'Silent Sam' a symbol for the past, and the future
Sunday, August 26, 2018
The simmering frustration among many citizens to remove symbols glorifying the "lost cause" of the Civil War erupted last week in an assault at the University of North Carolina-Chapel Hill.
Fortunately, it wasn't an assault that brought great human suffering — at least none requiring medical attention. Rather, it was an attack on "Silent Sam," one of the state's most visible and controversial monuments to the Confederacy, because it is located on the UNC campus.
There, the action was orchestrated by a group of like-minded protesters whose ranks nationwide have grown in recent years, raising more public awareness of the 700-plus Confederate monuments scattered across the South. The great majority of the monuments were erected about a century ago, as the Jim Crow era emerged, to remind citizens of the soldiers who fought and died defending the South and its slavery-dependent culture.
Last Monday, protesters in Chapel Hill ripped down the metal "Sam" and celebrated destruction of the monument, one of many that have suffered such a fate in recent years. A Confederate monument just up the road on the campus of Duke University was vandalized and later removed last August. Another Confederate statue in front of the old Durham County Courthouse was also pulled down by protesters in August 2017.
Outside of North Carolina, several states and communities have witnessed similar fervor for removing monuments to the Confederacy. Many have moved them from public properties to warehouses or to other more appropriate locations, such as museums, where the monuments' historical context can be accurately portrayed and fittingly explained.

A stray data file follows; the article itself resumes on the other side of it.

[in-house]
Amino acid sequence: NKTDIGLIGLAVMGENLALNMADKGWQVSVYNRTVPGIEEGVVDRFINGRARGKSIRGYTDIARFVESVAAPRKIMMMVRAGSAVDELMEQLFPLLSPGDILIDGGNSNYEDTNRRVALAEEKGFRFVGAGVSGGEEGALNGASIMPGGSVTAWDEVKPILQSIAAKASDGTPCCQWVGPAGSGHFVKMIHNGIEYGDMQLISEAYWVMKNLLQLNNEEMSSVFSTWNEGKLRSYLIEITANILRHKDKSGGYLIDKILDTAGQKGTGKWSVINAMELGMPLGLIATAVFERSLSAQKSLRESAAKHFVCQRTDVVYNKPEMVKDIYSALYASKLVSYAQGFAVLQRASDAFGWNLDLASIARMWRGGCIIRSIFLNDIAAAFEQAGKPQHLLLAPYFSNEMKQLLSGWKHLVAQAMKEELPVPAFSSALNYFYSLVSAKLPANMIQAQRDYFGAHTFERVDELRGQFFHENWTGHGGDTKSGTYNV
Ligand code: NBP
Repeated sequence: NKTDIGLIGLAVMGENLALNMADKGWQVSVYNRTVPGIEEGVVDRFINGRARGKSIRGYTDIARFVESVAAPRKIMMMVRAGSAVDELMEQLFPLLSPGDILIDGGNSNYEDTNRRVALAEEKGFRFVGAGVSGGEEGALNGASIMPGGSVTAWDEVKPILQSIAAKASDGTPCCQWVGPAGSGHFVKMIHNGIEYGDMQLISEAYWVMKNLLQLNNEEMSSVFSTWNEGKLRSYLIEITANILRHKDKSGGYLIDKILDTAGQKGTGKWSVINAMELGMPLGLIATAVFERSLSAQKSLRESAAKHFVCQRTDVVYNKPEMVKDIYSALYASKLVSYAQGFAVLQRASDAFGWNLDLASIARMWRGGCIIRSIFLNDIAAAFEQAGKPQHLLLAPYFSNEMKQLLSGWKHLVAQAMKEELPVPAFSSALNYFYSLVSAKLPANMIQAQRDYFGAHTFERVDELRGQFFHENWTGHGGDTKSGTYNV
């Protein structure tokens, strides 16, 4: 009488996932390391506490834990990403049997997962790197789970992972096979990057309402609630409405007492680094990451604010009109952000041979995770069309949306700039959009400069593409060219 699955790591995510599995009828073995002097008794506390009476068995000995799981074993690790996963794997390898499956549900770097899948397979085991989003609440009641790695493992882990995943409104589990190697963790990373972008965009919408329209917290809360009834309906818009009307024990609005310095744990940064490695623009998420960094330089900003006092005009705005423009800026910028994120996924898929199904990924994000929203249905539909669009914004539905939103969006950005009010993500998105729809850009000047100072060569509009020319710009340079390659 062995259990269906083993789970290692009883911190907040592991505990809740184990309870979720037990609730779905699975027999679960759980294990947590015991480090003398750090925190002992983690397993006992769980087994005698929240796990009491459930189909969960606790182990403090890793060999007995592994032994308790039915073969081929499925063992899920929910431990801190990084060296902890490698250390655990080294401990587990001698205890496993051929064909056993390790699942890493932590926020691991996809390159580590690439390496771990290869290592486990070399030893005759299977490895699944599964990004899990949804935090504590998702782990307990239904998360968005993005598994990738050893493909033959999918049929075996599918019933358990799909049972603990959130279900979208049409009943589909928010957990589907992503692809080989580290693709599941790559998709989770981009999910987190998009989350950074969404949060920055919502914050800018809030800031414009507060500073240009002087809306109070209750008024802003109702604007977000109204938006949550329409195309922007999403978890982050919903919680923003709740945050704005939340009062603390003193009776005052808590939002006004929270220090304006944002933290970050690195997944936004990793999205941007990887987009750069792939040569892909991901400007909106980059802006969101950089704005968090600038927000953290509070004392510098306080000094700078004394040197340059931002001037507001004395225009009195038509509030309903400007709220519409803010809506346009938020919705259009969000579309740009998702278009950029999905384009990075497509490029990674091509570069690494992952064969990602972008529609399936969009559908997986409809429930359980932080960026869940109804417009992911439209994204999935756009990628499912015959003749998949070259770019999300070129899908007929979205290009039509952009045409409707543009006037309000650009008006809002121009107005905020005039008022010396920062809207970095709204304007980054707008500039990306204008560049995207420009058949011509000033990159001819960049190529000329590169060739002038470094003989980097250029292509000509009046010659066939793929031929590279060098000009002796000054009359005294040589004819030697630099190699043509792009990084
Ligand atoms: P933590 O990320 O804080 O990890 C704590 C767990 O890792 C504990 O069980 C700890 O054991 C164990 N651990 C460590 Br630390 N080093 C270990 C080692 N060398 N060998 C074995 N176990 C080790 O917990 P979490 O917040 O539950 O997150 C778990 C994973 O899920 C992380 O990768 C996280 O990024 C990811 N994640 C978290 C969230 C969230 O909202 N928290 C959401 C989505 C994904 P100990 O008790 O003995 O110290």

That would have been a better fate for "Silent Sam." Unfortunately, the N.C. Legislature made that impossible in 2015 when it passed a law preventing removal of historical monuments from public property anywhere in the state. Had the Legislature more wisely considered individual cities and towns the better authority on managing citizens' views about monuments, perhaps the fate of "Silent Sam" would have been different.
Frustrated at being given no alternatives, protesters took matters into their own hands — violating the law on removal of the monument as well as committing vandalism, destruction of public property and other related crimes. Of course the law is clear, and neither North Carolina nor any other state can look the other way when laws are broken. Those responsible have to be charged and prosecuted. Others who would consider such acts must be deterred and cautioned to exercise restraint until better laws allow for better solutions.
For now, the actions in Chapel Hill require the consequence of criminal charges. As has been proven time again, however, the monument protests are likely to gain history's endorsement in the longer term.
Public attitudes — and moments of human progress — are revealed by actions and events. There are numerous iconic moments just in the last century that offer a wealth of examples illustrating the preferred path away from eras of prejudice, discrimination, subjugation — and the symbols that sustain them. Consider how women took to the streets, taunted and threatened, in protest for the right to vote in this country. Mahatma Ghandi and his followers, in their non-violent protest, stood up to brutal resistance from their British rulers to gain India’s independence. And, of course, black Americans have suffered a painful, violent and often deadly response in the march toward equality.
The fall of "Silent Sam" seems a small skirmish against the backdrop of those historic struggles. But our history demonstrates the inevitability of the public's embrace of freedom and individual rights —and the progressive disappearance of institutions and symbols that stand in the way.